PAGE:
What interests us most

childwithblocksWe start out in life knowing very little. As we learn, we come to know more. After a while, we realize that the more we know, the more things there are that we don’t know.

What interests us most isn’t the stuff we already know, and it’s not the stuff we know nothing about. It’s the stuff at the boundaries of our knowledge. It’s the stuff we know we don’t know.

I’ve created a handy graphic to explain what I mean:


If the stuff I know I don’t know is the same stuff that you know you don’t know, then I think we could get along very well together. And if you know some stuff that I don’t know, please do tell me about it.

10 responses to “What interests us most

  1. You got some good stuff going on here. I know!

  2. Always looking forward to your posts- you do think rather a lot don’t you.

  3. Well said! Sharing and receiving knowledge is one of the greatest joys in life. I want to learn about lighthouses, so if it is part of the stuff anyone reading knows which could add to the scanty stuff I know (or if they could point me in the direction of stuff to be gleaned) it would be much appreciated!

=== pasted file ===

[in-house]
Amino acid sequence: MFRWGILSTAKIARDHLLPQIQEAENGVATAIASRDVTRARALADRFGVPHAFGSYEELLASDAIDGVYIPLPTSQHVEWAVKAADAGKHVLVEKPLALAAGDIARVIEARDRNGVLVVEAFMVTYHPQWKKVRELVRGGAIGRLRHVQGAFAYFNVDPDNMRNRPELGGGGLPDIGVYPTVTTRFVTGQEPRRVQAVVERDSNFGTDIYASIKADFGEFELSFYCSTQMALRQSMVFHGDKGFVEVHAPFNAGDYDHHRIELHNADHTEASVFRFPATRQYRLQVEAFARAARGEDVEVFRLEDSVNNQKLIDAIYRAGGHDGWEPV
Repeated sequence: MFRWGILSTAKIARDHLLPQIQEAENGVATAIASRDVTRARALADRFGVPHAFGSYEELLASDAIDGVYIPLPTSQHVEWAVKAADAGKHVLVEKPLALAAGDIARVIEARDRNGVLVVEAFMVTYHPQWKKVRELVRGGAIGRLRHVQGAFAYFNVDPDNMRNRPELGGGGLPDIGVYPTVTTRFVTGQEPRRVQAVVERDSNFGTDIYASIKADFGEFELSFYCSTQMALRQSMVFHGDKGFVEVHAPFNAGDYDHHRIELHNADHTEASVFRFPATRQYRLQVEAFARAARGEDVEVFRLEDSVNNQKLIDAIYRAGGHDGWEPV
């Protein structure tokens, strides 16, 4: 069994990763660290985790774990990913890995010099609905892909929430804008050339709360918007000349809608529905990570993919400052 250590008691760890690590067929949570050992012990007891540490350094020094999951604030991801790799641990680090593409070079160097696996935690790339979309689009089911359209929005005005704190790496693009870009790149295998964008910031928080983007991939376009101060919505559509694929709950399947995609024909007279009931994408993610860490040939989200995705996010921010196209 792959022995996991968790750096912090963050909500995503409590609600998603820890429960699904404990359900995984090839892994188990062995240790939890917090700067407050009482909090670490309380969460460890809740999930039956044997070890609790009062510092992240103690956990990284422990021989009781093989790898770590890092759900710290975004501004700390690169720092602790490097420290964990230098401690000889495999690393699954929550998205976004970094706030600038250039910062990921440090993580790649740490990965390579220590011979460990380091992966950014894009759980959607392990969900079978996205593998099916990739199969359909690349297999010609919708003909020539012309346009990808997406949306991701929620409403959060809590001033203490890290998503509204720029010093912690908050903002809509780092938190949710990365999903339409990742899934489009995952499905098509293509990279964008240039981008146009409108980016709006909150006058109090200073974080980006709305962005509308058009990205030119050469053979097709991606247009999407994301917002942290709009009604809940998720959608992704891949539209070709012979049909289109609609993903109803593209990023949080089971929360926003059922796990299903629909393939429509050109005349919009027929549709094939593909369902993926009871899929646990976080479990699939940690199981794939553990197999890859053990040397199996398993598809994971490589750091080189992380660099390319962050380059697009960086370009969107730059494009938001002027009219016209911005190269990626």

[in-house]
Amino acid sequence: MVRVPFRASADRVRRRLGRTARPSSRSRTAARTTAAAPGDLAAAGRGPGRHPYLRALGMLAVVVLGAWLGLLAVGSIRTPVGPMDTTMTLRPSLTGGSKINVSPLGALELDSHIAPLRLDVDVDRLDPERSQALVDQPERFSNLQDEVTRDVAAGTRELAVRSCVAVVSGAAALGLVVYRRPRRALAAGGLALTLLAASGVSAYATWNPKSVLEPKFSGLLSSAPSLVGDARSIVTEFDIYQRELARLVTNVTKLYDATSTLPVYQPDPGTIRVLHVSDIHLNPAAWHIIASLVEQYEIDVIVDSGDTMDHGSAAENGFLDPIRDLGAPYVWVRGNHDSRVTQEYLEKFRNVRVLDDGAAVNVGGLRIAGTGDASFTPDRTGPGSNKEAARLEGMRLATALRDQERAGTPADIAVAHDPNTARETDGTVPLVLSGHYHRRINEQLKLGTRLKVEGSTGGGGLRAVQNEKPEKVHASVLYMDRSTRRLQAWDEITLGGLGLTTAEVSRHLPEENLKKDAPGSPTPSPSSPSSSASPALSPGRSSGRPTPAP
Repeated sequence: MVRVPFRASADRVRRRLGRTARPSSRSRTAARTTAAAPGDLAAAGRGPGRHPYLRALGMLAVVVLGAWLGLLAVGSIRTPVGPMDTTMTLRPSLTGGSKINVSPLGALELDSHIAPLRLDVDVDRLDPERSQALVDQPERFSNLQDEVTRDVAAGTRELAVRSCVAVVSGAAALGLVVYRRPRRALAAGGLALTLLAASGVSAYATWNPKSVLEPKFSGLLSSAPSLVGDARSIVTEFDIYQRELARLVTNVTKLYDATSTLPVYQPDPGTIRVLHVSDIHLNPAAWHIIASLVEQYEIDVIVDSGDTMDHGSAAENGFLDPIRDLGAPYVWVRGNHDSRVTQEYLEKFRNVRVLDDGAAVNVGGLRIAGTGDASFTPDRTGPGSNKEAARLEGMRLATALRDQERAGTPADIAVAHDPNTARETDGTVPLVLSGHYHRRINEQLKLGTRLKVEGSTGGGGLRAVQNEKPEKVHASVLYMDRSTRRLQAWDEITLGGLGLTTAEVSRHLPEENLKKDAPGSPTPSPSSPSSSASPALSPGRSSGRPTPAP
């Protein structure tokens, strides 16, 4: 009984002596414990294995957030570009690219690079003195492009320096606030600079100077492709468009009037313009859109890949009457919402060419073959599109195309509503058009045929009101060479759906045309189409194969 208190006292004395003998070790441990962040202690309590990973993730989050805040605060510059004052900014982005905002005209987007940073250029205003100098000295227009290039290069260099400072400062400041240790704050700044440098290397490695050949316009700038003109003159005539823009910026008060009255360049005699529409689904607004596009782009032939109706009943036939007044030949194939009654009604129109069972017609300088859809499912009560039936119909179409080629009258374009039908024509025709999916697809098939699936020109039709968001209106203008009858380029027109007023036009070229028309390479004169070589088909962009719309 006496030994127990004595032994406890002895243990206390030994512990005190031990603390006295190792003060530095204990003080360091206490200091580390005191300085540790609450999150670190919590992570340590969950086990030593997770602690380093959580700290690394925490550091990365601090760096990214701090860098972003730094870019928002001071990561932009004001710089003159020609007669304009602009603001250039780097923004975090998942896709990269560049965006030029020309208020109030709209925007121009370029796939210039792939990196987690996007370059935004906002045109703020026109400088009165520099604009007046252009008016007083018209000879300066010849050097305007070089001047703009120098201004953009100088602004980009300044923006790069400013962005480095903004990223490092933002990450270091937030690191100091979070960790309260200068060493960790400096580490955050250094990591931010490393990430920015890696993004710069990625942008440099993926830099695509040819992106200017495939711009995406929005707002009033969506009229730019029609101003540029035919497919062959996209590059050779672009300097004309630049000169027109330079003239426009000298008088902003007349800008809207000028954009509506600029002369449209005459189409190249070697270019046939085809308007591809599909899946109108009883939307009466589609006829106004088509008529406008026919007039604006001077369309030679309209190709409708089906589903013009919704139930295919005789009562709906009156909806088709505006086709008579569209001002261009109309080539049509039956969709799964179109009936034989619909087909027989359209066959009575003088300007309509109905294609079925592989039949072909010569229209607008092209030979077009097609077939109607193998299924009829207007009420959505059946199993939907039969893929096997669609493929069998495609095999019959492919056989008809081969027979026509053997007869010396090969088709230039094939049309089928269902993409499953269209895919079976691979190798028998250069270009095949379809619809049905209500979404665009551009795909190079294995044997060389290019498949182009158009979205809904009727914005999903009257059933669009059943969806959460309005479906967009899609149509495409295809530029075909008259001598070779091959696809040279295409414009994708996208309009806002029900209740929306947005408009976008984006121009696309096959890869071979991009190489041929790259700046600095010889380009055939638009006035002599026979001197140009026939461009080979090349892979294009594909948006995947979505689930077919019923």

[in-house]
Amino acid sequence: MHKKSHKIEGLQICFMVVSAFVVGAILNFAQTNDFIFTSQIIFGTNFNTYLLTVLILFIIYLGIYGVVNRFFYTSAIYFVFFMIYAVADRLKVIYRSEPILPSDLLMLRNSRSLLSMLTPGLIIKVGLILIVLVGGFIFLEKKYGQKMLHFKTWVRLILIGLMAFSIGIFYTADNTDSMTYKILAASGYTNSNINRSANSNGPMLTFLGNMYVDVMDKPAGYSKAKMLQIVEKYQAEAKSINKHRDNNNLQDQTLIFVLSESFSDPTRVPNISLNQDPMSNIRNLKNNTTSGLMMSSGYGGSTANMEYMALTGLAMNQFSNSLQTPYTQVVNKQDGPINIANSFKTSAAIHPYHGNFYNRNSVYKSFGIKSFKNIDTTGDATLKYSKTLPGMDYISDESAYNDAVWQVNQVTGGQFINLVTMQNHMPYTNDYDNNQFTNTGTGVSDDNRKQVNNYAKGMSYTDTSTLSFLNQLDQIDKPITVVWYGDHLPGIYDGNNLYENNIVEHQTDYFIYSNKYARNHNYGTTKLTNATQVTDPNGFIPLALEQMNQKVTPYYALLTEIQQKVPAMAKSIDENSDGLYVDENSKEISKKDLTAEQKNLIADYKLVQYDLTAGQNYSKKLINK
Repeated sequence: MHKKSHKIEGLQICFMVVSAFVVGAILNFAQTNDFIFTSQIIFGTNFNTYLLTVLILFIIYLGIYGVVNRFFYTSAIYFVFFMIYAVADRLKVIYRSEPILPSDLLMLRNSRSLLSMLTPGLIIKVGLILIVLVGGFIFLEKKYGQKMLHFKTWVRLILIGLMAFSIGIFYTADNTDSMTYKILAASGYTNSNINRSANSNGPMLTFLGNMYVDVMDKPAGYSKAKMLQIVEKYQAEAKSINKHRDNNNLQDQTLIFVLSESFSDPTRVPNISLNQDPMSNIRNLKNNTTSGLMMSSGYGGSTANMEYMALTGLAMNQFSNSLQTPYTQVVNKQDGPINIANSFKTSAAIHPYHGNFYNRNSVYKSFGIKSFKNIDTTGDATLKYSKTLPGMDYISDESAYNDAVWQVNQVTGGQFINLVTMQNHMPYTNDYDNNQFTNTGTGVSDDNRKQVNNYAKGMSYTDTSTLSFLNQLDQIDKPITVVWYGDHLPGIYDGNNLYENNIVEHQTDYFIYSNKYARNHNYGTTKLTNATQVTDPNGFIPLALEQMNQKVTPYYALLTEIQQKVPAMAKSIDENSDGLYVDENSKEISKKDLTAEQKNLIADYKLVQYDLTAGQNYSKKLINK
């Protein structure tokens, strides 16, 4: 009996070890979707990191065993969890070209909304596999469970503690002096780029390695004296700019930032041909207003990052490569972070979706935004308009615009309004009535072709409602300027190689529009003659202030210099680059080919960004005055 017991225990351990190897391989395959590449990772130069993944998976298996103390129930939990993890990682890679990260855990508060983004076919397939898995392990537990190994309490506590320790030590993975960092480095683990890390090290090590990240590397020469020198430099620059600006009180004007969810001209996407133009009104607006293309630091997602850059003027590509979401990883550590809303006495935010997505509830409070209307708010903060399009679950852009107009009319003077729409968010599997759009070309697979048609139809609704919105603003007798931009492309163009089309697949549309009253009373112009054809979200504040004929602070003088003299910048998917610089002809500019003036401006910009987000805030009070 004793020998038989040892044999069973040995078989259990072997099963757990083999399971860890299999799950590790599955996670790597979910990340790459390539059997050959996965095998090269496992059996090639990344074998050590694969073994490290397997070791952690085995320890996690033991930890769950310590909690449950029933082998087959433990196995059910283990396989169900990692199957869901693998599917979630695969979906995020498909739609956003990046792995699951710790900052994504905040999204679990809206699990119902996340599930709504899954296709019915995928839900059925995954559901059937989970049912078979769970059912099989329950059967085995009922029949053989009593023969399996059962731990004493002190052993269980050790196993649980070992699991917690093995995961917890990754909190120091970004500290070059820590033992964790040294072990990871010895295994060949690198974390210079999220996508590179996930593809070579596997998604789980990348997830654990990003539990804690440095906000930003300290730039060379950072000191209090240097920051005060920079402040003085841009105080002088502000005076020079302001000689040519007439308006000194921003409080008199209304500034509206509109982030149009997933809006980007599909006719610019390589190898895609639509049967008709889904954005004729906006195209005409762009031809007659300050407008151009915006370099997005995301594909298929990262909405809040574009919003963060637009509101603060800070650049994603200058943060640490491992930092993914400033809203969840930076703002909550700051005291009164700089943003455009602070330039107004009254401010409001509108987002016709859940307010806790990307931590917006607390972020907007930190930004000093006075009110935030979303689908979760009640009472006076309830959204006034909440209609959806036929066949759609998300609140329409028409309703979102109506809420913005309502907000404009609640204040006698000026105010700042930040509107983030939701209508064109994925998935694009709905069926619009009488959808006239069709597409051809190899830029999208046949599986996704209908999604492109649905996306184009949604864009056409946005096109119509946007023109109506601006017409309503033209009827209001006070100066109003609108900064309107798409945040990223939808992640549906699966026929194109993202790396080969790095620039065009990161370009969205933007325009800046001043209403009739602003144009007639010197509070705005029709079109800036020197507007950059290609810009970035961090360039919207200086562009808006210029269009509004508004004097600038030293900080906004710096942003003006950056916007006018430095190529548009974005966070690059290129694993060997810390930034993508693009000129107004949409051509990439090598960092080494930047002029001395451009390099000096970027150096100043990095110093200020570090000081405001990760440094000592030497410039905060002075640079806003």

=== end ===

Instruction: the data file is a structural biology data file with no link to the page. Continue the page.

4. What a great idea! Love it : )

  5. Please forgive me if bother you, but that makes any sense…
    What we know is that the speed of light is always constant for any observer… we also suppose that space affects (indirect) the fate of the light… only whether it is the whole truth about fate of the photon.
    What we do not know is that even then* the inside of a quasar live very advanced civilization, which launched almost at the speed of light the huge fireball in the direction of our future birth (the earth).
    *(when the universe was two billion years)

    • I think that the inside of a quasar would be an extremely inhospitable environment for life because of the inability of stable atoms to form under these conditions. It’s hard to imagine any kind of permanent structure surviving even at a microscopic scale.

      But what if a huge fireball is heading our way? Well, yeah, that would be a problem. We’d need to start colonizing other star systems in order to survive. That would be a smart move anyway.


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